Dachau actually opened in 1933. At the height of the Third Reich, some 42,000 concentration camps were being operated, primarily in Germany, Austria and Poland. Shoah (literally “The Calamity”, known to most as The Holocaust) did not begin with a bang; rather, it began with a slogging gait, slowly introducing injustice after injustice until it became an act of pure horror. In April 1933, Jewish businesses were boycotted. Throughout that year, Jews were banned from nearly every respectable profession in Germany – law, medicine, and agriculture chief among them. Hereditary Health Courts were set up to order the sterilization of “undesirables”, mostly those who had physical or mental impairments.

In 1935, Hitler passed the “Blood Laws”. They stripped Jews of German citizenship, barred Jews from marrying non-Jews, and forbade German women from working as maids in Jewish households – in essence, they deprived all Jews of any semblance of civil rights. In footage from Der Ewige Jude (The Eternal Jew), Hitler gives a speech in which he says, “if international-finance Jewry inside and outside Europe should succeed once more in plunging the nations into yet another world war, the consequences will not be the Bolshevization of the earth and thereby the victory of Jewry, but the annihilation of the Jewish race in Europe.” Jewish scholars began leaving in droves around this time, with the upper- and middle-class Jews hot on their heels. Despite the globally-recognized persecution of Jews in Germany, the 1936 Olympic Games were held in Berlin.

On November 7, 1938, a Jewish teenager named Hermann Grünspan walked into the German embassy in Paris and assassinated Nazi diplomat Ernst vom Rath in retaliation for the persecution of some 12,000 Polish Jews in Germany (they had been forced from their homes, herded onto trains and forced back to Poland, only to be left in the snow when the Polish government refused to allow them entry). The act was used as an excuse to take more drastic action. Almost immediately, a wave of new pogroms now known as Kristallnacht began; by the end, 7,000 Jewish businesses had been vandalized, every synagogue in Germany had been either badly damaged or destroyed, and an estimated 100 Jews were dead (although the true figure is unknown). It was also used as an excuse to ban Jews from owning any kind of weapon, particularly firearms (which the Nazis required registration and permits for anyway, and now knew where to go to collect them).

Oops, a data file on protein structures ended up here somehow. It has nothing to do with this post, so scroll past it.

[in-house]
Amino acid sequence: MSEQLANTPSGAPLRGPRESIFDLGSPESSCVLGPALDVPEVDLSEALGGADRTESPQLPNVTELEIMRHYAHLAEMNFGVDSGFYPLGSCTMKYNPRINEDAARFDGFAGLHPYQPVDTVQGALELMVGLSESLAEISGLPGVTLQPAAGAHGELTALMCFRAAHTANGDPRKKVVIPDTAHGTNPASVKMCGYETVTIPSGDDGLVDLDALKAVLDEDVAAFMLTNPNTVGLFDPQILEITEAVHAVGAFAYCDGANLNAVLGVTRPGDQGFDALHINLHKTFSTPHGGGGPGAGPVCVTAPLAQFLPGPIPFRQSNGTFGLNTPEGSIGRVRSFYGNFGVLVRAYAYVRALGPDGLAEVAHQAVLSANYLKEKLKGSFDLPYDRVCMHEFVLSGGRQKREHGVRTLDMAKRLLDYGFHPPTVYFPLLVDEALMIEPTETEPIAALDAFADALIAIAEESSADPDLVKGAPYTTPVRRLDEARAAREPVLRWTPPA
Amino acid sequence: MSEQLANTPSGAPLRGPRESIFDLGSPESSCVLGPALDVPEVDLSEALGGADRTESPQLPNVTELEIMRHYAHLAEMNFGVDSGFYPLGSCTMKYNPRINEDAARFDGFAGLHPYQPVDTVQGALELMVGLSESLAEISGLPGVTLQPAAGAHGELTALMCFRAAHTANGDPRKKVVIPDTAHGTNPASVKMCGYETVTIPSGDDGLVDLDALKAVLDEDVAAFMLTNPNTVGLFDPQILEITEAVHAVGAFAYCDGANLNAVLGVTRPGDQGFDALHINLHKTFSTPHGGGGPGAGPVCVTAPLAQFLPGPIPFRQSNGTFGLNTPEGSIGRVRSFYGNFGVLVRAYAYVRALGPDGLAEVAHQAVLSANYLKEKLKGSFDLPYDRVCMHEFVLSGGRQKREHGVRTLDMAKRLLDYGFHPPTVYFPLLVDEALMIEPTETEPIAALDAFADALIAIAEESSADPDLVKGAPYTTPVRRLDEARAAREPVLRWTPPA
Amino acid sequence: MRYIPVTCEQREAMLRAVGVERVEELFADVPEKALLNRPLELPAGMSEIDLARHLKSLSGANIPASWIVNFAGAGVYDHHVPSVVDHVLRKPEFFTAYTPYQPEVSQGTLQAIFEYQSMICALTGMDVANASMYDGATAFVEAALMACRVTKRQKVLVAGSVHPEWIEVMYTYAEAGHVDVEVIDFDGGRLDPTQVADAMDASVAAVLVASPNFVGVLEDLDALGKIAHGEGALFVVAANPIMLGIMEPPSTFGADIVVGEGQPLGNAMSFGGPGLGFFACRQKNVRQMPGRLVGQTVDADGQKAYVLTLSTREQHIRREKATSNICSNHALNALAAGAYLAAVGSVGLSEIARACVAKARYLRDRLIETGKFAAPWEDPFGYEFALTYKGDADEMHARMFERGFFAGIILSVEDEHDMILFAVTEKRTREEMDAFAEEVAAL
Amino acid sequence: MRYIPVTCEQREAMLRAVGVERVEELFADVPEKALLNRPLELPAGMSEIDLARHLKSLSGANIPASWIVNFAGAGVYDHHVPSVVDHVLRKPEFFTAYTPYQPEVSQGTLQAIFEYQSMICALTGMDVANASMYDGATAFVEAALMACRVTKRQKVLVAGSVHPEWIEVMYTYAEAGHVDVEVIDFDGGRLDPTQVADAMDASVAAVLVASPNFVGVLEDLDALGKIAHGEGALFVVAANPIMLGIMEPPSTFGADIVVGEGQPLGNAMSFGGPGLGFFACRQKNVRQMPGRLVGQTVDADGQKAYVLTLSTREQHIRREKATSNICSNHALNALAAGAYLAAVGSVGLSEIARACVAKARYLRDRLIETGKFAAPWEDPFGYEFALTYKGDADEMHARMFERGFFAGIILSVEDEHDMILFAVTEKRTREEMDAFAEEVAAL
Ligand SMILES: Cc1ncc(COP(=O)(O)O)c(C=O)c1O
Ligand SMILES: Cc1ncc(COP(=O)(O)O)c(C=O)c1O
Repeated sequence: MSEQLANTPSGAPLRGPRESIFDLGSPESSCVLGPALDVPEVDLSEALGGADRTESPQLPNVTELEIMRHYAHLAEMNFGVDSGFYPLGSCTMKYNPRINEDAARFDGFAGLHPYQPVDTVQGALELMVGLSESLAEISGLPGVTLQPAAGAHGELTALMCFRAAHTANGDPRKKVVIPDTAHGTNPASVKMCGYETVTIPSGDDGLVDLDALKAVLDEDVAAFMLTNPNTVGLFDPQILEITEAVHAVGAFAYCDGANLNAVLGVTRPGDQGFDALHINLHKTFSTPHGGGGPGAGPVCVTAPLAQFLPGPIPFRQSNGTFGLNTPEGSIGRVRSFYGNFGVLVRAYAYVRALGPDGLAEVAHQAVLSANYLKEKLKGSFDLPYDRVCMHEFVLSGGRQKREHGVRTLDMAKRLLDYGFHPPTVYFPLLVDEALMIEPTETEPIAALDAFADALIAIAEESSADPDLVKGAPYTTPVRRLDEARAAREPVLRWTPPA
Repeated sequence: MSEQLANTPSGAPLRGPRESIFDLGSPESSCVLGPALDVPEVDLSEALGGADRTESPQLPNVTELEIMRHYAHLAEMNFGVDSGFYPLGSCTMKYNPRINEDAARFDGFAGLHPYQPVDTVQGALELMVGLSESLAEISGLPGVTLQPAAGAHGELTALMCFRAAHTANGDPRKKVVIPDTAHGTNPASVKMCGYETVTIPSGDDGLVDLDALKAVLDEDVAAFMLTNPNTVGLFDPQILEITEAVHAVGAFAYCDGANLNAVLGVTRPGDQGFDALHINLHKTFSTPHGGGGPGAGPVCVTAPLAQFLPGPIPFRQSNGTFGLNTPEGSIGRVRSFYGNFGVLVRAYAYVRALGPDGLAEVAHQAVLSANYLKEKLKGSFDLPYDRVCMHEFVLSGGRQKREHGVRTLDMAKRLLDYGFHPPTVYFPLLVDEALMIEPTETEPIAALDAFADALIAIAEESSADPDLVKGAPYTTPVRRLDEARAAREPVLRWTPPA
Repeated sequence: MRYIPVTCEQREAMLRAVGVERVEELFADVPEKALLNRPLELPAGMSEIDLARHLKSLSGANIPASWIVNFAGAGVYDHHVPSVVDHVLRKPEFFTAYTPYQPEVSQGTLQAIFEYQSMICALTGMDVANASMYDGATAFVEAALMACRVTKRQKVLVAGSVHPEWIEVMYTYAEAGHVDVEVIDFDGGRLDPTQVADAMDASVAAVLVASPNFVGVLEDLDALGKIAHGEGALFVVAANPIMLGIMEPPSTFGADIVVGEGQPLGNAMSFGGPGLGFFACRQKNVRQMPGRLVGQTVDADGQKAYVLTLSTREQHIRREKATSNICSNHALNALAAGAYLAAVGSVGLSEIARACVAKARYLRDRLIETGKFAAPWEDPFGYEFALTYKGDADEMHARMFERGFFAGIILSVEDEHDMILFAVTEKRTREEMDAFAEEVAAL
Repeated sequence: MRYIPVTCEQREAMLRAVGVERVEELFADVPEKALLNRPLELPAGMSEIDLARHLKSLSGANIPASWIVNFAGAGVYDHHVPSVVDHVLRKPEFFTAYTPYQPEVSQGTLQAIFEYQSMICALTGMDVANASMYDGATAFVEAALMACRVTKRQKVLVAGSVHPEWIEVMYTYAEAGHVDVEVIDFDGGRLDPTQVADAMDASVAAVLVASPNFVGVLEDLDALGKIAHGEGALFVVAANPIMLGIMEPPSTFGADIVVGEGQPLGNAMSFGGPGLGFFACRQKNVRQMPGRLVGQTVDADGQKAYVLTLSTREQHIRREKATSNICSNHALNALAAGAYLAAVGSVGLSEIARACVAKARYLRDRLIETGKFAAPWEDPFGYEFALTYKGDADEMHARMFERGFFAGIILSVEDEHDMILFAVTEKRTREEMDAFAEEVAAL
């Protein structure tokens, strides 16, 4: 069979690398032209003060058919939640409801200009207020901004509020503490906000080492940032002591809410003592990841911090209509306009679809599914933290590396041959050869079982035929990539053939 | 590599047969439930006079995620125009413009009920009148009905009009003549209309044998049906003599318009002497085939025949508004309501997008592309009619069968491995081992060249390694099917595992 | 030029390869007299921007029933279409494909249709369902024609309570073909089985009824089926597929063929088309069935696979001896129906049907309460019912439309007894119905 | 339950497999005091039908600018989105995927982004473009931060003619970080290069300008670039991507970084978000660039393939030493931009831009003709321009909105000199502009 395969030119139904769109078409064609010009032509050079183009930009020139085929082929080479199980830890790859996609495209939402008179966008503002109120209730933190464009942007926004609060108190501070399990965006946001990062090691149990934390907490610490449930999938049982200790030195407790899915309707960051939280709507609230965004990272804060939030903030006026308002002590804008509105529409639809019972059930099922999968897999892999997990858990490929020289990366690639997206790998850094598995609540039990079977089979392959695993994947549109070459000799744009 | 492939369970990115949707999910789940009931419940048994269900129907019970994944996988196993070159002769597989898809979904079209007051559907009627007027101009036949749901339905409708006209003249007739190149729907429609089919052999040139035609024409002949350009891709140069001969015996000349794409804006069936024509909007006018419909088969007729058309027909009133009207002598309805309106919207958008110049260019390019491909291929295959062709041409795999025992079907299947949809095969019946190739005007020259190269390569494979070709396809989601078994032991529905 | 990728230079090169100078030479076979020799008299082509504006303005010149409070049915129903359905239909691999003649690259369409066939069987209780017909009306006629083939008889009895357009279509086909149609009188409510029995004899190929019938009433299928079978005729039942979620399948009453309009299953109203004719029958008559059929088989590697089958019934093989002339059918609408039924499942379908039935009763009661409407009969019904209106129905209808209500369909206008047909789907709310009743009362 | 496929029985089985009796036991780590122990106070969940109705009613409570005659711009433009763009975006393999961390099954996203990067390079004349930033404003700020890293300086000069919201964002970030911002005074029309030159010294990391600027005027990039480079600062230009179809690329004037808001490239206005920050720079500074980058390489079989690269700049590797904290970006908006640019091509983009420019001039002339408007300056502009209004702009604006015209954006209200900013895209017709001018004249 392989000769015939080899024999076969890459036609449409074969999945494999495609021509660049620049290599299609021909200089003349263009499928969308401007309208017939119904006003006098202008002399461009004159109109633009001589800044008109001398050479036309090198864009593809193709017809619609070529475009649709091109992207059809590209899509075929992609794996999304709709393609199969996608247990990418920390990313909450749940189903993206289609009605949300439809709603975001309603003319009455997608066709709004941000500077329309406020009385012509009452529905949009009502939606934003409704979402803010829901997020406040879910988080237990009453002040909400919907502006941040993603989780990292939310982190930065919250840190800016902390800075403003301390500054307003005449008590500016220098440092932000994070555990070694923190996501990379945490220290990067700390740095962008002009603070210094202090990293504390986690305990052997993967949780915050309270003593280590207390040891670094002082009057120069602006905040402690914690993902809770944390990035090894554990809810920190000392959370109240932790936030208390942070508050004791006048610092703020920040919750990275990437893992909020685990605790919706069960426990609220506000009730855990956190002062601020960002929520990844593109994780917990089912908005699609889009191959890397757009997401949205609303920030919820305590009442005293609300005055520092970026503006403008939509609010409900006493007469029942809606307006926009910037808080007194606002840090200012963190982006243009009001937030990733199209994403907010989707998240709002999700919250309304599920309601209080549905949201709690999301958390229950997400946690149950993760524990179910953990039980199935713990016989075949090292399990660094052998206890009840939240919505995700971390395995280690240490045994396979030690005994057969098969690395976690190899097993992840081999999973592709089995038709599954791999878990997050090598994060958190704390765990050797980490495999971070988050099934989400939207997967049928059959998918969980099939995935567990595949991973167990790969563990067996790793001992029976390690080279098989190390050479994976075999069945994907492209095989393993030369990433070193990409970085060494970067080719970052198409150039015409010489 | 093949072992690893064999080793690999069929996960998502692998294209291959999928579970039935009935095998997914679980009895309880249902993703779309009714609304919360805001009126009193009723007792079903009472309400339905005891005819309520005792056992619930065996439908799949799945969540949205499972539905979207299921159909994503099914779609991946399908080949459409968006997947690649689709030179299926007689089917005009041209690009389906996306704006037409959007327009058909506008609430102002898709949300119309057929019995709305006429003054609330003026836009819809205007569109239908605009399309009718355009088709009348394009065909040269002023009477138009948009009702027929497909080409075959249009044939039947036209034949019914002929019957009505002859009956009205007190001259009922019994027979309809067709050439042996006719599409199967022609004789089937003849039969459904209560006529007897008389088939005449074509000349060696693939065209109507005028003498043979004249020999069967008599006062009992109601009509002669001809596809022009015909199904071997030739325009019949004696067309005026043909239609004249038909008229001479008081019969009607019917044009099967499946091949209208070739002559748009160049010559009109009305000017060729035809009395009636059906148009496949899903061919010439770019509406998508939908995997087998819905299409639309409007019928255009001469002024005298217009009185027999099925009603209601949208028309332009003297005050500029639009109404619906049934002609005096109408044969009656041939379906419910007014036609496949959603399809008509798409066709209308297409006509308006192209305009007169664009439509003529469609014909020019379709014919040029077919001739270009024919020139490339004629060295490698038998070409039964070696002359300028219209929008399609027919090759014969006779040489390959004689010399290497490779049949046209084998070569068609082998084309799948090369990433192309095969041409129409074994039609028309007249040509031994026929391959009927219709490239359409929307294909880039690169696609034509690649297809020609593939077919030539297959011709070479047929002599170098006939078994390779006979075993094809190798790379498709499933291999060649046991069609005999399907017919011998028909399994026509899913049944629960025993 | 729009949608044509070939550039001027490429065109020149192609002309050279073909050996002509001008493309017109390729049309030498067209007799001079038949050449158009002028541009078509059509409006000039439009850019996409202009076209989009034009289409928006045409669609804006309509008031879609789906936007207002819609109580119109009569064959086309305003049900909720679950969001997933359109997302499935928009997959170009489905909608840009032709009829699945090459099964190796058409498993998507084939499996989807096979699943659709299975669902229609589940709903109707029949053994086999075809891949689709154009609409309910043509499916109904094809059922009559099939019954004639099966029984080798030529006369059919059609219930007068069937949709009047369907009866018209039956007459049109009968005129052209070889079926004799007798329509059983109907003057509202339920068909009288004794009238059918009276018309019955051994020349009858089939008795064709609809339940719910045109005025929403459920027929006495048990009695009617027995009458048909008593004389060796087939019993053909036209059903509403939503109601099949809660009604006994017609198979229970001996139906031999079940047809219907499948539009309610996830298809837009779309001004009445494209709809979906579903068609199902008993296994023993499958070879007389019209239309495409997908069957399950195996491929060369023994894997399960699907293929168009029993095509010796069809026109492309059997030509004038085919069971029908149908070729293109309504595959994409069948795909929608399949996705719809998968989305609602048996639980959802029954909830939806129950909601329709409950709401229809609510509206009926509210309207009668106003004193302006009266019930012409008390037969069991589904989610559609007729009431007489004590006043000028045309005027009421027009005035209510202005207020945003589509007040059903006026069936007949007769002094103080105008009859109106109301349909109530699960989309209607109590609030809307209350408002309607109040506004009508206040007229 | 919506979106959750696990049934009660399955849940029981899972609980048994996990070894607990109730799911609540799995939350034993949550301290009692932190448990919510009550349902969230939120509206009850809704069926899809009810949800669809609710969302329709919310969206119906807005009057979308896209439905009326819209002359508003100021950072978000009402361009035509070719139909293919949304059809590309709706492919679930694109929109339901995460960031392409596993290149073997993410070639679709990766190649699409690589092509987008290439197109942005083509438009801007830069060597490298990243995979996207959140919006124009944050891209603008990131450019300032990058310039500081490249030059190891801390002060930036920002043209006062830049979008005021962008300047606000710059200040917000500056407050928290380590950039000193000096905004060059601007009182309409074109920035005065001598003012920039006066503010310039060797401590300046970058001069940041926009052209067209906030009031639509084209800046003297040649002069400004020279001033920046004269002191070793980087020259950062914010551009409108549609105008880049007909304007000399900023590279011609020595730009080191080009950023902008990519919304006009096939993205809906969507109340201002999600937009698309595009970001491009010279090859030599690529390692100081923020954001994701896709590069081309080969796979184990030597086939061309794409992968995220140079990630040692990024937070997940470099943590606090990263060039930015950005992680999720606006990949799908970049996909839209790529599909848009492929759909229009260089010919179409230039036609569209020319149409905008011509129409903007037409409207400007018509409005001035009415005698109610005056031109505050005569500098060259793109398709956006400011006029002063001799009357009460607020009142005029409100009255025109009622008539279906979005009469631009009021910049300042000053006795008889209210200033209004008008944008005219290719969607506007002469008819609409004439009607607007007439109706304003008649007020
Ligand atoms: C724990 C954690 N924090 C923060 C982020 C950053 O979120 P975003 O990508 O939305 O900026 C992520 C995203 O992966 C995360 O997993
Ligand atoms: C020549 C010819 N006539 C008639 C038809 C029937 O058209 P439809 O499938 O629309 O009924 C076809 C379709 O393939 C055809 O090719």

Jews were forced to wear a yellow cloth badge in the form of the Star of David so that good Aryans would know whether to have civil dealings with them. Many tried desperately to leave, but with most countries enacting strict laws to halt the flow of Jewish immigrants, it became increasingly difficult. With the opening of Dachau, Jews in German-held territories who gave any excuse at all were sent to concentration camps. In 1940, they were relocated to ghettos while their homes were given to German citizens.

In April 1940, Hitler invaded Denmark and Norway. A month later he took France, Belgium, the Netherlands, and Luxembourg. The British, having realized that they should have acted long before this point when Winston Churchill had first warned them, invited Churchill to be the PM and began fighting the Nazi onslaught. Hitler badly wanted to take England and ordered London to be firebombed when the Luftwaffe failed to upstage the Royal Air Force. He asked Russia for help, but Stalin’s emissary refused. Hitler quietly ordered a plan to invade Russia for their insolence.

He didn’t know it, but he had just sealed the fate of the Third Reich. The rest of the world feared that they would never defeat him. Nobody knew where this massive conflict would go.